Russia Blacklists Bard College as ‘Undesirable’ Org

Russia has declared Bard College an “undesirable” organization in a move that risks significant jail time for anyone affiliated with the U.S. liberal arts college.

The Prosecutor General’s Office accused the institution Monday of “threatening Russia’s constitutional order and security.” Once blacklisted, any “undesirable” organization must cease all activities in Russia or anyone affiliated with it could face fines or imprisonment for up to six years.

Russia’s prosecutor’s office said it forwarded the materials to the Justice Ministry to blacklist Bard College as the 35th “undesirable” organization in the country.

Bard College, located in Annandale-on-Hudson, New York, has not yet commented on the designation.

Bard has collaborated with the St. Petersburg State University since 1997 and in 2011 helped to create the Smolny College of Liberal Arts Sciences, where Russia’s chief auditor Alexei Kudrin serves as dean.

Smolny College was undergoing reorganization into a separate university as of March, with plans to begin admitting students in 2021. Kudrin touted the faculty’s “good image” at the time.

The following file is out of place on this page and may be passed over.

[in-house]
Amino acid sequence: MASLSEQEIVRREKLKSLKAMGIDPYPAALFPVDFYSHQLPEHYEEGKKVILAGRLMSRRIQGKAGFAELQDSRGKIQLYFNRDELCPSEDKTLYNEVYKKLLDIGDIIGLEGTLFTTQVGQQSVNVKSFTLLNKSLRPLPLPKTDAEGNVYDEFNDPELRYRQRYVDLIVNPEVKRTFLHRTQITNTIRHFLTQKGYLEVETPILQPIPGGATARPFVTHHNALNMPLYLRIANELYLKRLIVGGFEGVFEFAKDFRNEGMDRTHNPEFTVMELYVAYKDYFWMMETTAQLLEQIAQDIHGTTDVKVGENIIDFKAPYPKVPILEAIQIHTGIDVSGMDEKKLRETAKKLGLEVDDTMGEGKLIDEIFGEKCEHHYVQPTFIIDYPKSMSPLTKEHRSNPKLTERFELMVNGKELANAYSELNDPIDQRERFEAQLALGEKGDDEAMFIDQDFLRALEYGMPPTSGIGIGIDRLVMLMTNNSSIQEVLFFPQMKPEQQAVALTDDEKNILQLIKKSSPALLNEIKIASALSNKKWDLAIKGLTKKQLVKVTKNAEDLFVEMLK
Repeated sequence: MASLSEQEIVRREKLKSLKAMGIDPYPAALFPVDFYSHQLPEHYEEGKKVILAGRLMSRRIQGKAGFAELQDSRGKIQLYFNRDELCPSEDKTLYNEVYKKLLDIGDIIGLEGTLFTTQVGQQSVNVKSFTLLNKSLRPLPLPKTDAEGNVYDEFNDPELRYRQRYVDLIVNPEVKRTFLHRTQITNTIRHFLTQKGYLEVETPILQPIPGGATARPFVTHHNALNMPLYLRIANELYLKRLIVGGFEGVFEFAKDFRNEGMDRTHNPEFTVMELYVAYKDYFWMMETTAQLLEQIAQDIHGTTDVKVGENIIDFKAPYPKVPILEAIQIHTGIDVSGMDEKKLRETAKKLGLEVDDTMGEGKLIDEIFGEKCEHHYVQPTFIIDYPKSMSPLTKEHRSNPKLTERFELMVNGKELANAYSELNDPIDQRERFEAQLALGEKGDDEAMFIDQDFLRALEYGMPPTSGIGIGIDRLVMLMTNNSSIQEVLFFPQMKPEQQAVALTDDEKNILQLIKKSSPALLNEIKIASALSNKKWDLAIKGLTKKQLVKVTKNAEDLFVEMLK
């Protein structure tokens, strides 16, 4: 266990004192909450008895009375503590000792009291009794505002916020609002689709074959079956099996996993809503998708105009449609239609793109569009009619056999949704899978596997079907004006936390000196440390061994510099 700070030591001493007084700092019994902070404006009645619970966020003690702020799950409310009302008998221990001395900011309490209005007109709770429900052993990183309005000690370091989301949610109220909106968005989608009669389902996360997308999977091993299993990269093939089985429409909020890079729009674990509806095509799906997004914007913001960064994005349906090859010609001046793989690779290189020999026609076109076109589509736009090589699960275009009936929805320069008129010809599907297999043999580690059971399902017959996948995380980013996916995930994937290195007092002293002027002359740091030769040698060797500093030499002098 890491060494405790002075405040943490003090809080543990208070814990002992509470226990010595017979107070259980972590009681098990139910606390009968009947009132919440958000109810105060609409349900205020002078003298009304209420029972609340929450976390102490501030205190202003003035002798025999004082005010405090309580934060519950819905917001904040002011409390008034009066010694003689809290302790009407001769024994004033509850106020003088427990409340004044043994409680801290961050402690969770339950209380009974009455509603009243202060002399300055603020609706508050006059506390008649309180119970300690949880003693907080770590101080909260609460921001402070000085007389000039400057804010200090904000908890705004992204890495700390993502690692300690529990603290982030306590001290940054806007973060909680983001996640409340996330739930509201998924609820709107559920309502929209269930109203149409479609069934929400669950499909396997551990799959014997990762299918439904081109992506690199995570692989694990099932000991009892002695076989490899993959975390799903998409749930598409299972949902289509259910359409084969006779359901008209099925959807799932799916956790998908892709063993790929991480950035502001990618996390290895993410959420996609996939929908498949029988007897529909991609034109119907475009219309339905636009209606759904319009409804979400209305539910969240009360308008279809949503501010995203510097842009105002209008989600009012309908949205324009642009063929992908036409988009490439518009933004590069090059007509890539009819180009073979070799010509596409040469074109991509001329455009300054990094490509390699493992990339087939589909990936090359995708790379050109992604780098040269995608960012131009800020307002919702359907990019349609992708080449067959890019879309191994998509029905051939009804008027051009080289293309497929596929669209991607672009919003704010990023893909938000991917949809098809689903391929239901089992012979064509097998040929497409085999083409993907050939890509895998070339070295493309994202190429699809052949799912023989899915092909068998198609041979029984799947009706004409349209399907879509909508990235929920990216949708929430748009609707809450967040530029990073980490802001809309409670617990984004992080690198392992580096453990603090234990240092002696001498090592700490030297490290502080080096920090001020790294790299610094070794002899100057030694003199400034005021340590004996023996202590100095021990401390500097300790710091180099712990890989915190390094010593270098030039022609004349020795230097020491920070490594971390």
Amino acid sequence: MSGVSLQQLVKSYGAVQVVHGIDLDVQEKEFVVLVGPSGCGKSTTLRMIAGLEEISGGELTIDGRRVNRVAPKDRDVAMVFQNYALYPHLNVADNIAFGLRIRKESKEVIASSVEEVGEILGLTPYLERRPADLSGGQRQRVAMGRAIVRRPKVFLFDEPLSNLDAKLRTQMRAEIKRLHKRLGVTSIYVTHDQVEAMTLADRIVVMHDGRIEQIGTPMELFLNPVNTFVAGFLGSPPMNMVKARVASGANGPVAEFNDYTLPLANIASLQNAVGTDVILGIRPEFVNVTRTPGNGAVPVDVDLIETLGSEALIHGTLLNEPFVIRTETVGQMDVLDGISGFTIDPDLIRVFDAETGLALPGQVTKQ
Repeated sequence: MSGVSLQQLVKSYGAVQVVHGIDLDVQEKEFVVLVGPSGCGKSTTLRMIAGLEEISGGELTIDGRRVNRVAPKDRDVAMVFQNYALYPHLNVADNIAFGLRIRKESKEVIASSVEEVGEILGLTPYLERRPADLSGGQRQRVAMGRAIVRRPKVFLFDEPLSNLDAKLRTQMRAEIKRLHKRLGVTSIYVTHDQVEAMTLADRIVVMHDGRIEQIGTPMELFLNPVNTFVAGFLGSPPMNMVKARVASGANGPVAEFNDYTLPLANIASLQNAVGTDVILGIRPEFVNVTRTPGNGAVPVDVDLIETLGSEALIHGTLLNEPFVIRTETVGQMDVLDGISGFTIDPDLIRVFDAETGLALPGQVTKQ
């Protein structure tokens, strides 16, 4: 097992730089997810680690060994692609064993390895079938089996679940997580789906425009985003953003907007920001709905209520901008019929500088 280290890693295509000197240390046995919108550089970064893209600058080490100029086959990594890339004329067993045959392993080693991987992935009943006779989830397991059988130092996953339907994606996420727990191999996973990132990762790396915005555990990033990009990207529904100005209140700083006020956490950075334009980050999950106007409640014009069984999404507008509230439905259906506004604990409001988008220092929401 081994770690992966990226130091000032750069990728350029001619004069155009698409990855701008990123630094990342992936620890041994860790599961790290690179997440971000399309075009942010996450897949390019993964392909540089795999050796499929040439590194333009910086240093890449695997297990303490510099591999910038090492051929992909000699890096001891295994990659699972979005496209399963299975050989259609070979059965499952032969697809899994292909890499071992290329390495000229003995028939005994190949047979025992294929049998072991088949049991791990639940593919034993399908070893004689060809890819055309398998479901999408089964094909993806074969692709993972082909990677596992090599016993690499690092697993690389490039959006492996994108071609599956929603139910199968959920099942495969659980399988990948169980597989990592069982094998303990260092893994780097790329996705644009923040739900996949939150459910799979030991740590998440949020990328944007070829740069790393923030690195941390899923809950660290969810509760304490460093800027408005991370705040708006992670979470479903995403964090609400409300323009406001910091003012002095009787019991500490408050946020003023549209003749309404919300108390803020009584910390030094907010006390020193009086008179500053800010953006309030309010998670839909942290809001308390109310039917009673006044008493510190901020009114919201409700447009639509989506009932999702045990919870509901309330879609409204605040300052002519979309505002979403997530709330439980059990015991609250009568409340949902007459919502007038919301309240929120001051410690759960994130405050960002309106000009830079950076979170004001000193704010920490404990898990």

A Russian association of nonprofit organizations in March asked prosecutors to check the newly forming university’s affiliations with foreign NGOs. The request came one year after Bloomberg reported on billionaire George Soros’ plans to launch a global university to fight authoritarian governments and climate change through a partnership with Bard College and the Central European University.

The St. Petersburg State University later asked the prosecutor’s office to clarify the prospects of its cooperation with Bard College.

The American Association of University Professors’ Academe blog said Monday that Bard’s “undesirable” designation puts into question the future of the newly forming university.

Russia’s Foreign Ministry vowed in April to “bring to an end” the activities of U.S.-funded foundations and NGOs in response to economic sanctions imposed by the United States.

New amendments to Russia’s Criminal Code currently being debated by senators make it easier to open criminal cases for alleged affiliation with “undesirable” organizations. President Vladimir Putin would need to sign the bill for the changes to come into effect.

The proposed amendments would allow six-year prison terms to be handed to leaders or managers of the “undesirable” organization who had no prior offenses. Current legislation limits criminal proceedings to those with two administrative sentences within the previous year.

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